More than 35 years after the infamous suicide-murder of some 900 people — many forced to drink a cyanide-laced grape drink — in Jonestown, Guyana, the cremated remains of nine victims were found in a dilapidated former funeral home in the US.
The grisly discovery brought back memories of a tragedy that killed hundreds of children and a US congressman and horrified Americans.
Peoples Temple leader Jim Jones in the 1970s moved his San Francisco-based group to Guyana, the only English-speaking country in South America, as allegations of wrongdoing mounted. Hundreds of followers moved there.
On November 18, 1978, on a remote jungle airstrip, gunmen from the group ambushed and killed US Representative Leo Ryan of California, three newsmen and a defector from the group. All were visiting Jonestown on a fact-finding mission to investigate reports of abuses of members.
Jones then orchestrated a ritual of mass murder and suicide, ordering followers to drink cyanide-laced grape drink. Most complied, although survivors described some people being shot, injected with poison, or forced to drink the deadly beverage when they tried to resist.
After the deaths, bodies of 911 massacre victims were brought to Dover Air Force Base, home to the US military's largest mortuary.
Many of the bodies were decomposed and could not be identified. Several cemeteries refused to take them until the Evergreen Cemetery in Oakland, California, stepped forward in 1979 and accepted 409 bodies. The remaining victims were cremated or buried in family cemeteries.
The newly discovered remains were clearly marked, with the names of the deceased included on death certificates, authorities said. But Kimberly Chandler, spokeswoman for the Delaware Division of Forensic Science, declined to release the names of the nine people to The Associated Press. Chandler said officials were working to notify relatives.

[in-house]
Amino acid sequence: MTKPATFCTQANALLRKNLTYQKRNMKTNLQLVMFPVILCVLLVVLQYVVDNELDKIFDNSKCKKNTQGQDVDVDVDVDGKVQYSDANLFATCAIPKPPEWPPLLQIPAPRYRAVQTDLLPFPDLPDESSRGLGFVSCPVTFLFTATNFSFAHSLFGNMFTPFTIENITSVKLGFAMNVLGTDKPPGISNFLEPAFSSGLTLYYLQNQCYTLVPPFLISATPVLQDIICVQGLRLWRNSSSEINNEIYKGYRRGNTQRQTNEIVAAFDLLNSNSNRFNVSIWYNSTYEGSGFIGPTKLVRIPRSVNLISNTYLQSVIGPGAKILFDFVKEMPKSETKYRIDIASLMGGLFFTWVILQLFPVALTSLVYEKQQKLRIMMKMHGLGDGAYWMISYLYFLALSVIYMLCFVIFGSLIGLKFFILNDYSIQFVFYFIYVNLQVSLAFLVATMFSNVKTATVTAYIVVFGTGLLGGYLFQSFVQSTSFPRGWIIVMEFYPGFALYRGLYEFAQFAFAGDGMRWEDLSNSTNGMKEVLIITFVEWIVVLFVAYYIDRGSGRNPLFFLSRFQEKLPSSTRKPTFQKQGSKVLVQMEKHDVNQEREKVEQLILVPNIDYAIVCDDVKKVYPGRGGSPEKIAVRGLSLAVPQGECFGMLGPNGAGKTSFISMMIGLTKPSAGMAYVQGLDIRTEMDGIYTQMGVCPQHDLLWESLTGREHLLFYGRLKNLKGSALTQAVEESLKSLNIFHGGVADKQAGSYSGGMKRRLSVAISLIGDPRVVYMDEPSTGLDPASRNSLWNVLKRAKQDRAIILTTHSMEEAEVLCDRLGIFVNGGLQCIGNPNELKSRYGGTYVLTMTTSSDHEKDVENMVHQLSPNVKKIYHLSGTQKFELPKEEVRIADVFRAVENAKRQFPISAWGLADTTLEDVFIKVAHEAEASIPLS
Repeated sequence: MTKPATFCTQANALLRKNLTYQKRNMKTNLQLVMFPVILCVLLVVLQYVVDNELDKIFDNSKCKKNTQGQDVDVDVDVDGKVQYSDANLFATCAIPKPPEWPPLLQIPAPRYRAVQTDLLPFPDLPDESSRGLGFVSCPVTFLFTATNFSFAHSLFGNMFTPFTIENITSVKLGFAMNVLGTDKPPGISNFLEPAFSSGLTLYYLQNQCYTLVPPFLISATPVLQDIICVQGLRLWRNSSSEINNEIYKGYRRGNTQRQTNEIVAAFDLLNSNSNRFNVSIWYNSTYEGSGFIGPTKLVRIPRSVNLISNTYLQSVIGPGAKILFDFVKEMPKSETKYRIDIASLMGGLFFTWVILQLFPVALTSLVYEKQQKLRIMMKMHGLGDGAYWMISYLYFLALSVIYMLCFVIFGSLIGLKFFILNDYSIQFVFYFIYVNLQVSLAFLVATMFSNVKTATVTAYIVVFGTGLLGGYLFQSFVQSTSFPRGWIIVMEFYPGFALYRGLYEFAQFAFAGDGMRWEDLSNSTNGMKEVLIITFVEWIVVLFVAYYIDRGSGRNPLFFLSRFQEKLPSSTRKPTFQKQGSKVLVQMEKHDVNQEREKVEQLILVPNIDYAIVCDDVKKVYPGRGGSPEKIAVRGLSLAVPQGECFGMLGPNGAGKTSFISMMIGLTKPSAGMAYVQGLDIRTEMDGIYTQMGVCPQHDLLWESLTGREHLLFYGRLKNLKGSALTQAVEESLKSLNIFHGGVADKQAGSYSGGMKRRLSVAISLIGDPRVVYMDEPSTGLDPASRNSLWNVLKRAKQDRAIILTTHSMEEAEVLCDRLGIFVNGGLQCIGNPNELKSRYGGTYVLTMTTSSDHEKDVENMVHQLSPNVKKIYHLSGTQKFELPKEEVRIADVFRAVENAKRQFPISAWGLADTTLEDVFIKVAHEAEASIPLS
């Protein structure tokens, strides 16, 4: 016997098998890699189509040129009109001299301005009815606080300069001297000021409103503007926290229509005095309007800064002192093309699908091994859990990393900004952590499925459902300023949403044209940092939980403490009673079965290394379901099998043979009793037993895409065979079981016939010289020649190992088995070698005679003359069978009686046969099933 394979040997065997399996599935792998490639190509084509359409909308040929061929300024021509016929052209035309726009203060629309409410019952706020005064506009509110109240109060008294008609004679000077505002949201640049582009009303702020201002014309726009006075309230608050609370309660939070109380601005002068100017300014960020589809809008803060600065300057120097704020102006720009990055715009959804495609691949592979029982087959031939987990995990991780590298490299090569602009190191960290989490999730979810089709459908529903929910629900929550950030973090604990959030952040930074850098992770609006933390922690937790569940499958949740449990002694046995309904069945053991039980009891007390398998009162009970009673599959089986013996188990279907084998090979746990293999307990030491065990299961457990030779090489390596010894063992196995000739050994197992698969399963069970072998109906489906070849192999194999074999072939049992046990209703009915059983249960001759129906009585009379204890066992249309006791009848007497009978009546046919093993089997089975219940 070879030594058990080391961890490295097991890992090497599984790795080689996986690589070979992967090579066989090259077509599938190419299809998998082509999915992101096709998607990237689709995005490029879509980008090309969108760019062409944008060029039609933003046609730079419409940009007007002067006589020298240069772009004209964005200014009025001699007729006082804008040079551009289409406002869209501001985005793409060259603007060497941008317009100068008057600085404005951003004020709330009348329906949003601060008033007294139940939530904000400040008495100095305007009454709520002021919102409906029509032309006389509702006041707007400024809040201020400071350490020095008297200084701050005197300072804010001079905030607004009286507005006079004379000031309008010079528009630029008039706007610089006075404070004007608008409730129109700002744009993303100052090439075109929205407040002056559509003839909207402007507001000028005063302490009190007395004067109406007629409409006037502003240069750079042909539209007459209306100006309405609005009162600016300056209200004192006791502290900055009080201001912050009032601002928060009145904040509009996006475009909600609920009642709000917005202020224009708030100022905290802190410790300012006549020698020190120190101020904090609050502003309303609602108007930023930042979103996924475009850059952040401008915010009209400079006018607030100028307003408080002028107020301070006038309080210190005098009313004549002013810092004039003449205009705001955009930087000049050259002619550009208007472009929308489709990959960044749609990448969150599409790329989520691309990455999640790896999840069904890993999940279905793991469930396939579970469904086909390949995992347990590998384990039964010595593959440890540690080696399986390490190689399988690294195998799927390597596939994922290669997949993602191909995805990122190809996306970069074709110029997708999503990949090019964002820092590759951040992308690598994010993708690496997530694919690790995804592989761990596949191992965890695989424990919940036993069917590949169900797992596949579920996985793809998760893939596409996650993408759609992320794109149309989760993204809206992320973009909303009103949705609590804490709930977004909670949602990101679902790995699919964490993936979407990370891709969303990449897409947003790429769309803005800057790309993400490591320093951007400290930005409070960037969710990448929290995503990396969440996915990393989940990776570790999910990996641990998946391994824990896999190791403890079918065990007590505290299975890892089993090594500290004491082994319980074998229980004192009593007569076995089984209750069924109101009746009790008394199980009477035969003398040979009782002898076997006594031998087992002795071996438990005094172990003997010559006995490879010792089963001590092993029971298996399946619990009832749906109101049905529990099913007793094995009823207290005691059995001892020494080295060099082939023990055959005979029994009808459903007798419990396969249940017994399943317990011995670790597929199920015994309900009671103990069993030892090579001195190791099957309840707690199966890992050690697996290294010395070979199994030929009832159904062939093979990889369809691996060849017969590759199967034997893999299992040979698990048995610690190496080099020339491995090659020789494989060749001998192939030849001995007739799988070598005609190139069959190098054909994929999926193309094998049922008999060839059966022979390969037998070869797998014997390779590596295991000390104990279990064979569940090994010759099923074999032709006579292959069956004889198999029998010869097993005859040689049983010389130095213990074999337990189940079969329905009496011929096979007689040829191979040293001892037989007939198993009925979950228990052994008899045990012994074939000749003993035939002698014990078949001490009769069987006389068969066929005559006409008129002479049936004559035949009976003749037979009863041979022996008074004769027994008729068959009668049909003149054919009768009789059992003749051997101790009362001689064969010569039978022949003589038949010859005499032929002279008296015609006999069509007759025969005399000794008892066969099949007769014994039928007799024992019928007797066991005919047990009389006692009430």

She said the agency found the remains on a site visit prompted by a call from the property's current owner — a bank, according to Dover police. Officials found 38 containers of remains, 33 of which were marked and identified. Chandler said the containers included remains from Jonestown.
"It's simply a case of unclaimed cremains at a closed funeral home," Chandler said, adding that there is no reason to believe the five unmarked containers contain remains of more Jonestown victims.
It's not unusual for families to authorise cremation and then leave the ashes unclaimed at funeral homes, said Delaware funeral directors.
"I'm going to say most all funeral establishments have cremains in storage that people have not come to collect," said Matthew Smith, president of the Delaware State Funeral Directors Association.
On Friday, the dilapidated former funeral home had a padlock on the double front doors.
Funeral director Edward G. Minus Sr, 74, died in 2012, according to an obituary. The bank then took over the building.
A spokeswoman for Air Force Mortuary Affairs Operations at the military base didn't immediately return calls seeking comment. Dover Police Corporal Mark Hoffman said police assume the military contracted with the funeral home to handle the remains.
Survivor Yulanda Williams, 58, called the discovery of the remains another bizarre turn of events.
Williams spent a decade with the temple, including three months in Jonestown. She left with her eight-month old daughter before the massacre.
"This is just another example of how these victims were further victimised," she said.
Morning news break – August 8